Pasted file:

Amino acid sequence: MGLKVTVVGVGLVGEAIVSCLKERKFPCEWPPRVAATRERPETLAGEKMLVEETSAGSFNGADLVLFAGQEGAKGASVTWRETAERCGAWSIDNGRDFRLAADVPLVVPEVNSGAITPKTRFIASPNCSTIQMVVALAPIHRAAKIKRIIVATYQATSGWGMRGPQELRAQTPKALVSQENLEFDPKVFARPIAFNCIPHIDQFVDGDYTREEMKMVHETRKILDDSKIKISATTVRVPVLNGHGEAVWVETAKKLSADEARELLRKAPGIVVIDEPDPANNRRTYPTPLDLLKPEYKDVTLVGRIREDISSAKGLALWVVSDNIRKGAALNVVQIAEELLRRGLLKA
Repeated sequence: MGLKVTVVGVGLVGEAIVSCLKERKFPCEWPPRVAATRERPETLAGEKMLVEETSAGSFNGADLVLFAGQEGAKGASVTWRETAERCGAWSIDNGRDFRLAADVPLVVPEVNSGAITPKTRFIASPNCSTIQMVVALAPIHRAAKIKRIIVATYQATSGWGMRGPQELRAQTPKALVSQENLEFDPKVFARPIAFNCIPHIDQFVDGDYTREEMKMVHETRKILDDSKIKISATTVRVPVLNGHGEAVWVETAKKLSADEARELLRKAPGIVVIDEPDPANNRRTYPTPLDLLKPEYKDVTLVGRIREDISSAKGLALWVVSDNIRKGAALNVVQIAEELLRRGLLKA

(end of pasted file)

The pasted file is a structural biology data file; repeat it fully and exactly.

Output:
Amino acid sequence: MGLKVTVVGVGLVGEAIVSCLKERKFPCEWPPRVAATRERPETLAGEKMLVEETSAGSFNGADLVLFAGQEGAKGASVTWRETAERCGAWSIDNGRDFRLAADVPLVVPEVNSGAITPKTRFIASPNCSTIQMVVALAPIHRAAKIKRIIVATYQATSGWGMRGPQELRAQTPKALVSQENLEFDPKVFARPIAFNCIPHIDQFVDGDYTREEMKMVHETRKILDDSKIKISATTVRVPVLNGHGEAVWVETAKKLSADEARELLRKAPGIVVIDEPDPANNRRTYPTPLDLLKPEYKDVTLVGRIREDISSAKGLALWVVSDNIRKGAALNVVQIAEELLRRGLLKA
Repeated sequence: MGLKVTVVGVGLVGEAIVSCLKERKFPCEWPPRVAATRERPETLAGEKMLVEETSAGSFNGADLVLFAGQEGAKGASVTWRETAERCGAWSIDNGRDFRLAADVPLVVPEVNSGAITPKTRFIASPNCSTIQMVVALAPIHRAAKIKRIIVATYQATSGWGMRGPQELRAQTPKALVSQENLEFDPKVFARPIAFNCIPHIDQFVDGDYTREEMKMVHETRKILDDSKIKISATTVRVPVLNGHGEAVWVETAKKLSADEARELLRKAPGIVVIDEPDPANNRRTYPTPLDLLKPEYKDVTLVGRIREDISSAKGLALWVVSDNIRKGAALNVVQIAEELLRRGLLKA